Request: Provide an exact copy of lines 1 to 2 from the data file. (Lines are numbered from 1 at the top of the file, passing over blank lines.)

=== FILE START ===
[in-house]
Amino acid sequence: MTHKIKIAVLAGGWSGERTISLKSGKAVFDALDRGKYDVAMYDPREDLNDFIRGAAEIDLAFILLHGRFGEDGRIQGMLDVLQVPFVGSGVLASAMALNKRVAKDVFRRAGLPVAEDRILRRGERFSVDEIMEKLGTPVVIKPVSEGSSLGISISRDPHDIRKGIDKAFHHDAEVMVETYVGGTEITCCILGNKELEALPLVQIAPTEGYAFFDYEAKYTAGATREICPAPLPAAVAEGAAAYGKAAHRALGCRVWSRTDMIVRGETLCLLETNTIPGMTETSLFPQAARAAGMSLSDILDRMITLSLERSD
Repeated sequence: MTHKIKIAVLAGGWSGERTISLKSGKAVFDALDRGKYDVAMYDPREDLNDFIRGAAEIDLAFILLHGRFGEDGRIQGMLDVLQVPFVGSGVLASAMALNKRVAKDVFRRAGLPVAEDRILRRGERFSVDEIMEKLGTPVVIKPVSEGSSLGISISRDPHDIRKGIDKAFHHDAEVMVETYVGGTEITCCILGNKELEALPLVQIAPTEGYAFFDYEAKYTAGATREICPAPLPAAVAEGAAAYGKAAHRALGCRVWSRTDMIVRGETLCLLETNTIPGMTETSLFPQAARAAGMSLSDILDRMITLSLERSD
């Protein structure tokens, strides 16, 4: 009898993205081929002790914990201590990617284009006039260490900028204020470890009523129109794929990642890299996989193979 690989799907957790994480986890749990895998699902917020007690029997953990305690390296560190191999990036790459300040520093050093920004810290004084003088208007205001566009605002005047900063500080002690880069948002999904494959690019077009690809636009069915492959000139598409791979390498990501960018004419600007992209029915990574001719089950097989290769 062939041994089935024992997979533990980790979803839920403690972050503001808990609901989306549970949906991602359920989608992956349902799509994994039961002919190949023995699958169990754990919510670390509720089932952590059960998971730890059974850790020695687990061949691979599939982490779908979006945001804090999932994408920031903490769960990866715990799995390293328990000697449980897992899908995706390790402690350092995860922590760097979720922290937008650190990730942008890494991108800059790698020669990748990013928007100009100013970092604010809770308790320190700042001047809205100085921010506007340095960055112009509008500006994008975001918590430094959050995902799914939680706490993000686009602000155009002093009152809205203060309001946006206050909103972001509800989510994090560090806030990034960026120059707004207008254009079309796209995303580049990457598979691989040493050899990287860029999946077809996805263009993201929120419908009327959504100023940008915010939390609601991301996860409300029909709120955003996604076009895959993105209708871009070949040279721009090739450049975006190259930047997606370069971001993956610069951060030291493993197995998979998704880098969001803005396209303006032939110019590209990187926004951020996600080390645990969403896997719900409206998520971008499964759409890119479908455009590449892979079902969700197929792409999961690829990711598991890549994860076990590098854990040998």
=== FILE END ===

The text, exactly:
[in-house]
Amino acid sequence: MTHKIKIAVLAGGWSGERTISLKSGKAVFDALDRGKYDVAMYDPREDLNDFIRGAAEIDLAFILLHGRFGEDGRIQGMLDVLQVPFVGSGVLASAMALNKRVAKDVFRRAGLPVAEDRILRRGERFSVDEIMEKLGTPVVIKPVSEGSSLGISISRDPHDIRKGIDKAFHHDAEVMVETYVGGTEITCCILGNKELEALPLVQIAPTEGYAFFDYEAKYTAGATREICPAPLPAAVAEGAAAYGKAAHRALGCRVWSRTDMIVRGETLCLLETNTIPGMTETSLFPQAARAAGMSLSDILDRMITLSLERSD